In Why Grow Up, the latest volume in the Philosophy in Transit series, world-renowned philosopher Susan Neiman looks at growing up as an ideal with urgent relevance today
Becoming an adult today can seem a grim prospect. As you grow up, you are told to renounce most of the hopes and dreams of your youth, and resign yourself to a life that will be a pale dilution of the adventurous, important and enjoyable life you once expected. But who wants to do any of that? No wonder we live in a culture of rampant immaturity, argues internationally-renowned philosopher Susan Neiman, when maturity looks so boring.
In Why Grow Up, Neiman explores the forces that are arrayed against maturity, and shows how philosophy can help us want to grow up. Travel, both literally and as a metaphor, has been seen as a crucial step to coming of age by thinkers as diverse as Kant, Rousseau, Hume and Simone de Beauvoir. Neiman discusses childhood, adolescence, sex, and culture, and asks how the idea of travel can help us build a model of maturity that makes growing up a good option and leaves space in our culture for grown-ups. Refuting the widespread belief that the best time of your life is the decade between sixteen and twenty-six, she argues that being grown-up is itself an ideal: one that is rarely achieved in its entirety, but all the more worth striving for.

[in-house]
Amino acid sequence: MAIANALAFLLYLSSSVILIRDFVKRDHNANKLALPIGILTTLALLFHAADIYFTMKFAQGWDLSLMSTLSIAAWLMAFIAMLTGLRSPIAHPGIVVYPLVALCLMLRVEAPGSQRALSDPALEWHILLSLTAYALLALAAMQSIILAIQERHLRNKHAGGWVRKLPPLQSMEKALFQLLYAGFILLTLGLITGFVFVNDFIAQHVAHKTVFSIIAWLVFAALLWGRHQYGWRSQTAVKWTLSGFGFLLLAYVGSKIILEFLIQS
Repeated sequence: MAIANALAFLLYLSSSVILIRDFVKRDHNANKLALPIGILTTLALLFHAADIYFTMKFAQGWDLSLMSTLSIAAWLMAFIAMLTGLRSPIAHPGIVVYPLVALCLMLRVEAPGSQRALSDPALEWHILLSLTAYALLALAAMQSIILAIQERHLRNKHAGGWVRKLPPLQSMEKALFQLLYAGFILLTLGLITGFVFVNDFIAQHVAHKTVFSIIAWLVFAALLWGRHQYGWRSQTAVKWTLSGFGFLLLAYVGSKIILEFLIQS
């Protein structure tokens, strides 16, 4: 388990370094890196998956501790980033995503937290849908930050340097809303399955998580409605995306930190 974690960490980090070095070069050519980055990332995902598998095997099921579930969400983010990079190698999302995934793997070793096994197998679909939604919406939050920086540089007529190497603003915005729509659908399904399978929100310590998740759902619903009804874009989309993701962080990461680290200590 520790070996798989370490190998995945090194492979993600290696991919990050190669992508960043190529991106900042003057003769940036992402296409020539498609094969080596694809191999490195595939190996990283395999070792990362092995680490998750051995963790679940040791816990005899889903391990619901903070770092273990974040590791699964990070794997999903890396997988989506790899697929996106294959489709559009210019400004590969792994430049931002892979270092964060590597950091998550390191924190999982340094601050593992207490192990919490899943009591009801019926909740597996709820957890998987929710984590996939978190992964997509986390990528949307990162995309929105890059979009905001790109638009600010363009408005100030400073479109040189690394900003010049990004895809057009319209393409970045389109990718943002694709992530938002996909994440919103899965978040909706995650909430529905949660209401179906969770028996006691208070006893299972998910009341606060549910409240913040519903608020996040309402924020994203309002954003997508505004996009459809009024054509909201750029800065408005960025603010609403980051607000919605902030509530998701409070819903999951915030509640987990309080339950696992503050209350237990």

In Moral Clarity, Susan Neiman shows how the philosophical resources of the eighteenth-century Englightenment can help us to construct a politics that does not repeat the mistakes of Marxism or succumb to the temptation of a cynicism that masquerade as realism.
Through her commitment to the claims of reason and the facts of the world, her shrewd and generous readings of the Western canon, and above all through her conviction that politics is a moral endeavour, Neiman issues an irresistible invitation to make the world more just.